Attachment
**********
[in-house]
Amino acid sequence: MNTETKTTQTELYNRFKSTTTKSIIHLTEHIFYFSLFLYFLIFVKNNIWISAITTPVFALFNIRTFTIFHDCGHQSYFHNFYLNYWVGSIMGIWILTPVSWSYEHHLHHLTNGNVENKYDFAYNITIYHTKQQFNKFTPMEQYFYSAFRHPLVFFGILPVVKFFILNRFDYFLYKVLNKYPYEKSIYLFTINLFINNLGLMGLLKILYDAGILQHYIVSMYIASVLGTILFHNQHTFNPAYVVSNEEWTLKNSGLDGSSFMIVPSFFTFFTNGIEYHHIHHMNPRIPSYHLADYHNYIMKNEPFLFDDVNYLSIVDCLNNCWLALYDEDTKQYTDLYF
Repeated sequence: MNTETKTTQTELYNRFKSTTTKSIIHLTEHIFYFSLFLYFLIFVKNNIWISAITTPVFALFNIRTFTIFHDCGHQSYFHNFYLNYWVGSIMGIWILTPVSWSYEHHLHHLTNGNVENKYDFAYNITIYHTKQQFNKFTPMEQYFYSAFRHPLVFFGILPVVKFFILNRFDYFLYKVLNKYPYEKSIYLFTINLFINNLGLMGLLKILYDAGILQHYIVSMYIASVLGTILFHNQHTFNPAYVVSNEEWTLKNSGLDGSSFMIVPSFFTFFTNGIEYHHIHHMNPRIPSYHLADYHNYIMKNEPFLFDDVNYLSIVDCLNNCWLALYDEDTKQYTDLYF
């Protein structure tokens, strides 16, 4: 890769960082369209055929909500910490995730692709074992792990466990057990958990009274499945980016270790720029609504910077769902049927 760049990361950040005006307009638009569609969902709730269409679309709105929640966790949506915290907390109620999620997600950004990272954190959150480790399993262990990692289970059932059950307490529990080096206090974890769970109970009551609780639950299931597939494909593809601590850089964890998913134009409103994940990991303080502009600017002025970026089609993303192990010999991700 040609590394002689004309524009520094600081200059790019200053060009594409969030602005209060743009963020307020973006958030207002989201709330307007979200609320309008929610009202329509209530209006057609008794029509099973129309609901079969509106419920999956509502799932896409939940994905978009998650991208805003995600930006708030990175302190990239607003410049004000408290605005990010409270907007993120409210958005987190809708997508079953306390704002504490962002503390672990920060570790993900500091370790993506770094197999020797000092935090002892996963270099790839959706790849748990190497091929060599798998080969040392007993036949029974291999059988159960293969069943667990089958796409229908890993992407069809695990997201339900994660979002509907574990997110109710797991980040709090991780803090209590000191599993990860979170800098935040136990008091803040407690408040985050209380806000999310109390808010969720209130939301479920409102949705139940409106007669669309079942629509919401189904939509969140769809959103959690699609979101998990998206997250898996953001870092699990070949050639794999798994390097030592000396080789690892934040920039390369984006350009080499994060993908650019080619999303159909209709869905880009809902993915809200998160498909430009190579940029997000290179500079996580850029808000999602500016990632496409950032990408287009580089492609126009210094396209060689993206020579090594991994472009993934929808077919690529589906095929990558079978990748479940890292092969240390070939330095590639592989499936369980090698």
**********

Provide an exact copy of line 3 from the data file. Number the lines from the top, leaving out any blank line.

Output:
Repeated sequence: MNTETKTTQTELYNRFKSTTTKSIIHLTEHIFYFSLFLYFLIFVKNNIWISAITTPVFALFNIRTFTIFHDCGHQSYFHNFYLNYWVGSIMGIWILTPVSWSYEHHLHHLTNGNVENKYDFAYNITIYHTKQQFNKFTPMEQYFYSAFRHPLVFFGILPVVKFFILNRFDYFLYKVLNKYPYEKSIYLFTINLFINNLGLMGLLKILYDAGILQHYIVSMYIASVLGTILFHNQHTFNPAYVVSNEEWTLKNSGLDGSSFMIVPSFFTFFTNGIEYHHIHHMNPRIPSYHLADYHNYIMKNEPFLFDDVNYLSIVDCLNNCWLALYDEDTKQYTDLYF